Trucker Mama: Better Rest?

Much has been discussed in the past two years related to obstructive sleep apnea and truck drivers.

Sleep apnea occurs when you stop and start breathing during sleep.  If you snore loudly and wake up after a full sleep still tired, you may be suffering from this disruptive sleep condition.

Some of us are more susceptible to sleep apnea than others (trucker mama included).  Here are some of the traits that may contribute to sleep apnea:

  • ·         Being overweight
  • ·         Having a large neck (17+ inches for men and 15+ inches for women)
  • ·         A small airway (either from birth or swelling in this area)
  • ·         Age
  • ·         Smoking
  • ·         Stuffy nose
  • ·         Alcohol, or anything else that relaxes these muscles
  • ·         Genetics
  • ·         Being Male

(Thanks to for such a great online resource!)

The Federal Motor Carrier Association conducted a study that estimated one in 4 drivers may suffer from sleep apnea – detected or not.  This is not terribly unlike the percentage in the general population, but drivers have the added element of operating heavy equipment.

This diagnosis does not affect your ability to drive once successfully treated, which is virtually always possible.  You may do an overnight sleep study in your home or at a sleep center – depending on your insurance and physician preference.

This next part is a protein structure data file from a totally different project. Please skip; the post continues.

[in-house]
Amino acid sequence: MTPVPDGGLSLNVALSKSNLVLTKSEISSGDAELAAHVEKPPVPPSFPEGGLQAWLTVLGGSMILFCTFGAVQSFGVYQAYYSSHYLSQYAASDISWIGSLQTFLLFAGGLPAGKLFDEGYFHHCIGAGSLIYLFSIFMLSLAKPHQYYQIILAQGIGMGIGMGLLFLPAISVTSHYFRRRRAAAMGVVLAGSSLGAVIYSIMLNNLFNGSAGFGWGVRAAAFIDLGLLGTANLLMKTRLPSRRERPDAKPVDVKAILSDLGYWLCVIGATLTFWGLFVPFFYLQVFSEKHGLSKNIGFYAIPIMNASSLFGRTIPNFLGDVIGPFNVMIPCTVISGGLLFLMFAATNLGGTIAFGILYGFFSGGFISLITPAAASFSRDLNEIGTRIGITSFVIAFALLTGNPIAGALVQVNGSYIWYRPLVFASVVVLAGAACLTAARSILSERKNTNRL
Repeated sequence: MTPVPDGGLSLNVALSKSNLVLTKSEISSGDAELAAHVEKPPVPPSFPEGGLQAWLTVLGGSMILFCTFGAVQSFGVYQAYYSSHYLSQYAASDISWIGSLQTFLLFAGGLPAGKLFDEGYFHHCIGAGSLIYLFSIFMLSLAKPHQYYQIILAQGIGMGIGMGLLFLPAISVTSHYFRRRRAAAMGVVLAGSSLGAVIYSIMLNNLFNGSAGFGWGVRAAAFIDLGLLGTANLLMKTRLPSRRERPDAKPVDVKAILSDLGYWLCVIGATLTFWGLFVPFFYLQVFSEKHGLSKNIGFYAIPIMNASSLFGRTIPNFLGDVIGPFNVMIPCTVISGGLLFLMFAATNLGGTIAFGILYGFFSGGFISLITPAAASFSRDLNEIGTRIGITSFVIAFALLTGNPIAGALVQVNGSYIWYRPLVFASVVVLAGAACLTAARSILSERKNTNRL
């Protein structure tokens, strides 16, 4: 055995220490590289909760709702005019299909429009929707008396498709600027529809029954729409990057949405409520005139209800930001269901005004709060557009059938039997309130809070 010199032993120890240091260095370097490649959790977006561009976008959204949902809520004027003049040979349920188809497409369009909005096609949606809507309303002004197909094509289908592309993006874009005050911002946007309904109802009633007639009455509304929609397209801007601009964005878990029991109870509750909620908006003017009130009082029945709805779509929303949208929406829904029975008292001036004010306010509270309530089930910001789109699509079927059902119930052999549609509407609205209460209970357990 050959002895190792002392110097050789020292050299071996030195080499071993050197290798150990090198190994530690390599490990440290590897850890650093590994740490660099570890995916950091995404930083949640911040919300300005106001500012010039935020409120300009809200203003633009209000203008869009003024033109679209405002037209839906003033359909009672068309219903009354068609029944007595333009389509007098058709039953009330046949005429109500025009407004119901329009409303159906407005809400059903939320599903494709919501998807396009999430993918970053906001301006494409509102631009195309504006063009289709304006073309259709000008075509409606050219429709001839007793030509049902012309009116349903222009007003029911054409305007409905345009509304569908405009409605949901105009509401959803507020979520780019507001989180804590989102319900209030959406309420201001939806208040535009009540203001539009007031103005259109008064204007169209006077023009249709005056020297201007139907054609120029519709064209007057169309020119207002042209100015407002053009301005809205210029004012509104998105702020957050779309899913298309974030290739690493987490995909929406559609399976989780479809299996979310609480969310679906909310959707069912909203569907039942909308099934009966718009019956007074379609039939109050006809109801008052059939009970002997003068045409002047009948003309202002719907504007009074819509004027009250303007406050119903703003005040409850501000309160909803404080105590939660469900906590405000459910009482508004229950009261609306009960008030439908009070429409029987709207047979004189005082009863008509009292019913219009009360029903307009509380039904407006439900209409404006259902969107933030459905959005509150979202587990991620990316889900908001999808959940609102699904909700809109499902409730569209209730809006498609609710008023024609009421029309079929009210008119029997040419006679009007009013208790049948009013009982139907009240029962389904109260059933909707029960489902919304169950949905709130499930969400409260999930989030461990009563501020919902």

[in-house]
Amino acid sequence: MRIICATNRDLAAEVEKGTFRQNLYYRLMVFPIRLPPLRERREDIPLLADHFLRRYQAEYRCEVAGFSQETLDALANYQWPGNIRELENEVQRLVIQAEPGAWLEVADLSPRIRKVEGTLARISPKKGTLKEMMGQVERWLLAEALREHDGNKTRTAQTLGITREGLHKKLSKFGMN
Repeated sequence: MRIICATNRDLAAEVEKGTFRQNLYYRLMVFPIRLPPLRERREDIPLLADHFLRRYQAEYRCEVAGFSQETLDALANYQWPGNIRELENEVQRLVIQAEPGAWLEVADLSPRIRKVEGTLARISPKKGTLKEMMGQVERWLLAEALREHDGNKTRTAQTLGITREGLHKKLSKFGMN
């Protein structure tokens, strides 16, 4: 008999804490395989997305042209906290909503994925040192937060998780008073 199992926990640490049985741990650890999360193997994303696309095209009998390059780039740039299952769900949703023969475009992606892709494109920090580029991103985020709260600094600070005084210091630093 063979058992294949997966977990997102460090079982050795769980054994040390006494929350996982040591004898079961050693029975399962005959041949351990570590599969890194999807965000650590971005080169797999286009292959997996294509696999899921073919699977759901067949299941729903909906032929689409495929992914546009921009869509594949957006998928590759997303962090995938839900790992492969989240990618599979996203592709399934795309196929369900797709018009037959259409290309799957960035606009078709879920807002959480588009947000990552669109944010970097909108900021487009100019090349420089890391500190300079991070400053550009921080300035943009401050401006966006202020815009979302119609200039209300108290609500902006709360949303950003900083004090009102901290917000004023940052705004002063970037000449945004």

Sometimes simple lifestyle changes can help with sleep apnea – losing weight or quitting smoking.  The most common treatment is sleeping with a CPAP machine. 

Starting on the 22nd, the Federal Motor Carrier Safety Administration’s medical review board will meet to make recommendations. The meeting in Arlington, VA is open to the public.  How would you comment?  What has been your experience to date with the increased focus on sleep apnea?

Writing this sure has me thinking.  I know the goal of everyone involved is to find a reasonable way to prioritize your health and safety with applicable tests and treatment, should sleep apnea be a potential issue. 

You live balancing driving and rest daily, and I am anxious to your thoughts on this topic.

As always, I look forward to hearing what you think of this article and what else you would like to see in this spot. 

Take care of yourself and drive home safely,

Trucker Mama